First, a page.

Sitra Ahra

Written by: PP on 16/12/2010 06:22:10

Quite a bit of my time recently has been spent listening to Therion - a long-running Swedish metal band that started already back in 1987 - in trying to formulate some sort of opinion about their new album "Sitra Ahra" that wouldn't be completely biased based on my general disdain for the sort of music they write. On paper, they are classified as either symphonic metal or gothic metal, but their sound has so many different nuances that when put together, I'd rather call it 'medieval metal' based on my experience with such bands in the past, more than anything else.

The band itself likes to refer to their music as "Opera Metal", and I can see why. They used to be a death metal band, but evolved in mid 90s into a more operatic, progressive unit with even oriental sounds incorporated into their sound. Today, that translates into plenty of Scandinavian folk sequences mixing with traditional heavy metal passages and plenty of gothic undertones given the classical style of their female singer. She reaches operatic heights even higher than Tarja Turunen in places. She is but a small part in their overall repertoire when it comes to vocals, however, because what follows next is some extremely strange gang-choirs that sound like a dozen monks are wailing on the background. Some of the older readers of may remember what I think about monks in my metal, enough said.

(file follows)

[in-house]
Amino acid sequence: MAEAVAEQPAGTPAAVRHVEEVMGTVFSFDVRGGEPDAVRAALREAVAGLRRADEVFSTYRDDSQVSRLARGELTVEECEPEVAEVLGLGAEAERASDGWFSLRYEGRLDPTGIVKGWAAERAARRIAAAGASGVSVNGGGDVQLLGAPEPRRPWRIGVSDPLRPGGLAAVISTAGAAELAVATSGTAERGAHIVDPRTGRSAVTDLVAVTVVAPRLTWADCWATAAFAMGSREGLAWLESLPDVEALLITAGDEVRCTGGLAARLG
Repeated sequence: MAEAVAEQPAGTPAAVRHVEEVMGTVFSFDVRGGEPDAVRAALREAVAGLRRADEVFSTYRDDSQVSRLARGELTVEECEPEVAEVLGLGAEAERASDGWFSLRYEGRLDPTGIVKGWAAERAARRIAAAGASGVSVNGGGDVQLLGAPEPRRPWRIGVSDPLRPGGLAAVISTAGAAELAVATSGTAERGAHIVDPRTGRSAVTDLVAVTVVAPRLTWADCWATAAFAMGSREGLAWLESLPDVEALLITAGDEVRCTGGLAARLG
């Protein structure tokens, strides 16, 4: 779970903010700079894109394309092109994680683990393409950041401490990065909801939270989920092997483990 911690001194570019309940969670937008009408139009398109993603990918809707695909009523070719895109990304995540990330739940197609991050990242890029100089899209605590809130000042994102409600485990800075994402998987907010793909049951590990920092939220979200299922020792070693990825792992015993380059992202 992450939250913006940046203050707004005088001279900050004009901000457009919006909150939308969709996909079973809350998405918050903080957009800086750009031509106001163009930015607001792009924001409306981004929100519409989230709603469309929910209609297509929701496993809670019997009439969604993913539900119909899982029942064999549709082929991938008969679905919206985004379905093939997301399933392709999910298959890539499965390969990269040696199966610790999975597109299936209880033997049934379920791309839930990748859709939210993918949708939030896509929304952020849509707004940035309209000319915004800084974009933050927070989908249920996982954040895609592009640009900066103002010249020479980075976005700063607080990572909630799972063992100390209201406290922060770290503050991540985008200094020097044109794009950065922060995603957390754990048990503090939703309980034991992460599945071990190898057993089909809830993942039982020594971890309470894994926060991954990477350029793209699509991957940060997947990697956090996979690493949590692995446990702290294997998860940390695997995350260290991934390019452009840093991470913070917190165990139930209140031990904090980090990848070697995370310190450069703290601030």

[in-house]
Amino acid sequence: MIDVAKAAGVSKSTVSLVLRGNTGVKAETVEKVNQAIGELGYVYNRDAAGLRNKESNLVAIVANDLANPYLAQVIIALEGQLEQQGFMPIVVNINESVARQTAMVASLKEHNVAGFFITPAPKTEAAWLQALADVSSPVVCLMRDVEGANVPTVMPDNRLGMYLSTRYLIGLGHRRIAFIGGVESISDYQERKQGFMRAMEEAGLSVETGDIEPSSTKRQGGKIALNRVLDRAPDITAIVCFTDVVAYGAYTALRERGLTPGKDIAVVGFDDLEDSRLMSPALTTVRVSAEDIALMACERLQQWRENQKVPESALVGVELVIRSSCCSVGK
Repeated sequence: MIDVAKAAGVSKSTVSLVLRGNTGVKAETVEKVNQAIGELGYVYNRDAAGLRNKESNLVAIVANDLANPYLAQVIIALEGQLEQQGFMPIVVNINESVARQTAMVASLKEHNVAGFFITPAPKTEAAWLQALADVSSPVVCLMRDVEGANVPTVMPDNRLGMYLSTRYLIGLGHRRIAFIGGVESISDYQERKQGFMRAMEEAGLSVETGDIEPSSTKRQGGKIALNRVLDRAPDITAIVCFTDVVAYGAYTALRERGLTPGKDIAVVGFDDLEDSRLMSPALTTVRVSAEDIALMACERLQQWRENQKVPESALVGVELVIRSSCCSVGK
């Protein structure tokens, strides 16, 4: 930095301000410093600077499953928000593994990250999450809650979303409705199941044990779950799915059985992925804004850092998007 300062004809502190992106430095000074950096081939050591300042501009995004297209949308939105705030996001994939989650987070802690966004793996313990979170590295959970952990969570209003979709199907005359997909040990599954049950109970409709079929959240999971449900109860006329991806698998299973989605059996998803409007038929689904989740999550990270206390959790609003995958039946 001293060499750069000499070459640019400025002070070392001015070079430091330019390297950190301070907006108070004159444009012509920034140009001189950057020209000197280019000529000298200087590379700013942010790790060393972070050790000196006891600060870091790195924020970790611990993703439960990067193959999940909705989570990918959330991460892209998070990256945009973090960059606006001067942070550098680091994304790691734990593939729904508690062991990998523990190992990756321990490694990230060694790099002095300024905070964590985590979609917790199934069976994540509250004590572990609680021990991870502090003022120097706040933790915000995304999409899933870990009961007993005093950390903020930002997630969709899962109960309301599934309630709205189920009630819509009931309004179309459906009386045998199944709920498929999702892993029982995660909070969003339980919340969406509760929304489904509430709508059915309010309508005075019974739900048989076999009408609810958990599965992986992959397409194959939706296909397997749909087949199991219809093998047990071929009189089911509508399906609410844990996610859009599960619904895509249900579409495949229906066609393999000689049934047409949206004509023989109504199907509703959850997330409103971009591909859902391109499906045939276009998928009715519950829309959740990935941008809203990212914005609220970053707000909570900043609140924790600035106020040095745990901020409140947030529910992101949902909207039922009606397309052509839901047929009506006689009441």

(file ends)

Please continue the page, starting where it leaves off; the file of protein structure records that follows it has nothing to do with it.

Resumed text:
So just to paint a clearer picture, what we have in their soundscape are the following elements: classically trained, operatic female singer and gothic tendencies, symphonic orchestra making an appearance often, textbook 80s heavy metal overlay, high-pitch male choirs that sound like something out of the medieval times, folksy sections, and much more. Therion owns a unique sound, you gotta give them that, but while it gains them an extra point or two in my thoughts, the overall impression isn't overtly positive. The songs are neither as catchy nor as inventive as the first-impression signals initially, though not outright disasters either. They just give off this pompous "look at me look at me" vibe of pretentiousness that puts me off consistently. Try and give "Land Of Canaan" a listen, for instance, it's like watching an actual opera with so many styles and events thrown in together that one's unsure what to think of it.


Download: Land Of Canaan
For the fans of: Potentia Animi, Tristania, Haggard, Epica
Listen: Myspace

Release date 17.09.2010
Nuclear Blast

Related Items | How we score?
comments powered by Disqus


© Copyright MMXXI